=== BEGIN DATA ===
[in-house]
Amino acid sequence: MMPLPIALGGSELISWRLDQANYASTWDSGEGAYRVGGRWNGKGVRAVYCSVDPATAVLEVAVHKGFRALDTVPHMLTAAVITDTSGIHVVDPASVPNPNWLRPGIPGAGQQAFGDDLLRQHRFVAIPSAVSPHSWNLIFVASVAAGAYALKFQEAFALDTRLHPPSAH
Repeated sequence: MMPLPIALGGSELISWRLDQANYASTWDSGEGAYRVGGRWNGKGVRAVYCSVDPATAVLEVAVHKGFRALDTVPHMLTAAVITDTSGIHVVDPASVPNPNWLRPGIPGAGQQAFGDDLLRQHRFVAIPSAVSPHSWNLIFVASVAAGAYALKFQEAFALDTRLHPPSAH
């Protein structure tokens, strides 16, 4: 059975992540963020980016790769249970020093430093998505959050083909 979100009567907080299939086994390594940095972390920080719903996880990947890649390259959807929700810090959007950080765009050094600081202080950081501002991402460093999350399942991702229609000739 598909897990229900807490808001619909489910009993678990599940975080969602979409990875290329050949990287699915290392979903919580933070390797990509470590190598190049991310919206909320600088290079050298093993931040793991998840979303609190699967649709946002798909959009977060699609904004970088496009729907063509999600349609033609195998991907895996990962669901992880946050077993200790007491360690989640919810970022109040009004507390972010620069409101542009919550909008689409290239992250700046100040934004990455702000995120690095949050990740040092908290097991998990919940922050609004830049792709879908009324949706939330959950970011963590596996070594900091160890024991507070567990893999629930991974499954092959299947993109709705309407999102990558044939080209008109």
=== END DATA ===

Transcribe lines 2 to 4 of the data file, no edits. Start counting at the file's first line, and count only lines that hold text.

Amino acid sequence: MMPLPIALGGSELISWRLDQANYASTWDSGEGAYRVGGRWNGKGVRAVYCSVDPATAVLEVAVHKGFRALDTVPHMLTAAVITDTSGIHVVDPASVPNPNWLRPGIPGAGQQAFGDDLLRQHRFVAIPSAVSPHSWNLIFVASVAAGAYALKFQEAFALDTRLHPPSAH
Repeated sequence: MMPLPIALGGSELISWRLDQANYASTWDSGEGAYRVGGRWNGKGVRAVYCSVDPATAVLEVAVHKGFRALDTVPHMLTAAVITDTSGIHVVDPASVPNPNWLRPGIPGAGQQAFGDDLLRQHRFVAIPSAVSPHSWNLIFVASVAAGAYALKFQEAFALDTRLHPPSAH
């Protein structure tokens, strides 16, 4: 059975992540963020980016790769249970020093430093998505959050083909 979100009567907080299939086994390594940095972390920080719903996880990947890649390259959807929700810090959007950080765009050094600081202080950081501002991402460093999350399942991702229609000739 598909897990229900807490808001619909489910009993678990599940975080969602979409990875290329050949990287699915290392979903919580933070390797990509470590190598190049991310919206909320600088290079050298093993931040793991998840979303609190699967649709946002798909959009977060699609904004970088496009729907063509999600349609033609195998991907895996990962669901992880946050077993200790007491360690989640919810970022109040009004507390972010620069409101542009919550909008689409290239992250700046100040934004990455702000995120690095949050990740040092908290097991998990919940922050609004830049792709879908009324949706939330959950970011963590596996070594900091160890024991507070567990893999629930991974499954092959299947993109709705309407999102990558044939080209008109």